In our last blog post, we looked at Christmas traditions in Britain. Now, let’s travel around the world, and discover Christmas traditions from other countries.
Christmas celebrations in France commence on the 6th December. Towns and cities are elegantly decorated, particularly the Alsace region, where Christmas trees date back as far as the fourteenth century. On Christmas eve, it is traditional for children polish their shoes and lay them in front of the chimney, in the hope that ‘Père Noël’ (Father Christmas) will fill them with sweets and toys.
Unlike the UK, Australia is very warm at Christmas time. It’s traditional to head to the beach, and enjoy a church picnic or barbeque with friends and family. Most of the day is enjoyed outside – temperatures can be as high as 30 degrees – so some will even take a dip in the sea to cool off. The evening typically winds up with a traditional Christmas carol concert and fireworks displays.
According to an old Ukraine legend, there was once a poor widower who could not afford to decorate her family’s Christmas tree. Some friendly spiders watched her crying and felt bad, so they waited until everyone was sleeping and decorated the tree with gold and silver threads. Miraculously, the family then became extremely prosperous forever more. Today, Ukrainians decorate their Christmas trees with false spider webs to encourage a wealthy new year.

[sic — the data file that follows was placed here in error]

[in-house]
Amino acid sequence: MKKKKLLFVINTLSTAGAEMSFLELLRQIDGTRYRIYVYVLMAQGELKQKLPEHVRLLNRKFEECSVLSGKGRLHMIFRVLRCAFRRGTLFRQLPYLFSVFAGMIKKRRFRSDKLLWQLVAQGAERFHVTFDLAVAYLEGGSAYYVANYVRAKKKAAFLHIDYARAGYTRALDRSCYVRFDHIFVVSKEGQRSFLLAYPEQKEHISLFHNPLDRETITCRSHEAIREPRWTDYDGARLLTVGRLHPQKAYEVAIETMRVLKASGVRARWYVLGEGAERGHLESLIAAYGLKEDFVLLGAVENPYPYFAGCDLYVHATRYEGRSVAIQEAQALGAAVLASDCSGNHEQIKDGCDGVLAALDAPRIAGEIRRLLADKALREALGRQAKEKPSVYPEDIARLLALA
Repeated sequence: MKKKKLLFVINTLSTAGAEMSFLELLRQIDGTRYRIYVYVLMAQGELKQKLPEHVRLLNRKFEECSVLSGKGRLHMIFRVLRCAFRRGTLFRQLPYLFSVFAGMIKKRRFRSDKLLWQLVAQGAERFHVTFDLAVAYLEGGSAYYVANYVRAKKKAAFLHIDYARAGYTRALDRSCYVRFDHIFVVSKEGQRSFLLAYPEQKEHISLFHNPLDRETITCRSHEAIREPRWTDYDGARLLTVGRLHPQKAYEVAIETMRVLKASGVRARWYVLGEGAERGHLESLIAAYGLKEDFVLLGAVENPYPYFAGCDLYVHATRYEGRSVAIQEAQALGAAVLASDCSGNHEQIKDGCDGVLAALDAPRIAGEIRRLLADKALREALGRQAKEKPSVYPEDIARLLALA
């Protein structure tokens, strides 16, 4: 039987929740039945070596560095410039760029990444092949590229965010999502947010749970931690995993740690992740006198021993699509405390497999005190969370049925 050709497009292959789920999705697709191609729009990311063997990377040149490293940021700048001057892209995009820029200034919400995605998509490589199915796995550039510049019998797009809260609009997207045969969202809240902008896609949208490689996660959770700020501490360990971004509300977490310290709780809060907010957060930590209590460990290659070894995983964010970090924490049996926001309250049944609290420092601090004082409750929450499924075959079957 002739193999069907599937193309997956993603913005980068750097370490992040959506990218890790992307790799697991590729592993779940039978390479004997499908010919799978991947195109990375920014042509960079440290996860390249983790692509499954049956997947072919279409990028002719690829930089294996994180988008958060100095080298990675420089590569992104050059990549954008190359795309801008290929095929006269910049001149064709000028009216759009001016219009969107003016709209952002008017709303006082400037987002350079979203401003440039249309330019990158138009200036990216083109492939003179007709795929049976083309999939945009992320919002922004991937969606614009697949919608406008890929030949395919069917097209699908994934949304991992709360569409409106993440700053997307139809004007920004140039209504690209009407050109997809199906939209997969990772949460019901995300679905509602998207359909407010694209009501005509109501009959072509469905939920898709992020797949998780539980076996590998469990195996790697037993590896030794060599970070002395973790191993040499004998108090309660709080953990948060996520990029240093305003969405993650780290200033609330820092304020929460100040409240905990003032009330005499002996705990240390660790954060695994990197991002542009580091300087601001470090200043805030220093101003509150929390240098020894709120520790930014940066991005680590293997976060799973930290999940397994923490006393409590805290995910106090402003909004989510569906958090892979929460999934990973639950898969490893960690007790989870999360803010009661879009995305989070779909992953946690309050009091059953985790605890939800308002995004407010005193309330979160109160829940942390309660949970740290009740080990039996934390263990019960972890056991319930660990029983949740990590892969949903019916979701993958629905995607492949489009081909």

According to Norwegian folklore, this is primetime for witches and evil spirits to emerge. To ward them off, families hide away their brooms and brushes, and head outside to fire guns into the night. Celebrations such as exchanging gifts, and indulging in a festive feast actually happen on the 24th December, while the 25th is a much quieter and private affair. In England, we are very fortunate to receive a gigantic Christmas tree from Norway each year as a ‘thank you’ for the help given in World War II. The tree is displayed in the centre of London’s Trafalgar Square.
Attending Midnight Mass or ‘La Misa Del Gallo’ (The Mass of the Rooster) is a very popular Christmas tradition in Spain. It is called this because a rooster is believed to have crowed on the night that Jesus was born. After the service, people parade through the streets carrying torches, playing musical instruments. One Spanish saying is ‘Esta noche es Noche-Buena, Y no Es noche de dormir’, which means ‘Tonight is the good night and it is not meant for sleeping!’
Many people will fast during Christmas Eve, in the hope that they will see a vision of ‘the golden pig’ appear on the wall before their Christmas dinner. This is believed to symbolise good luck. A traditional Christmas feast will include fish soup, followed by fried carp and potato salad. A festive superstition for single females is to throw a shoe over your shoulder, and if it lands so the toe points toward the door, you will be married soon.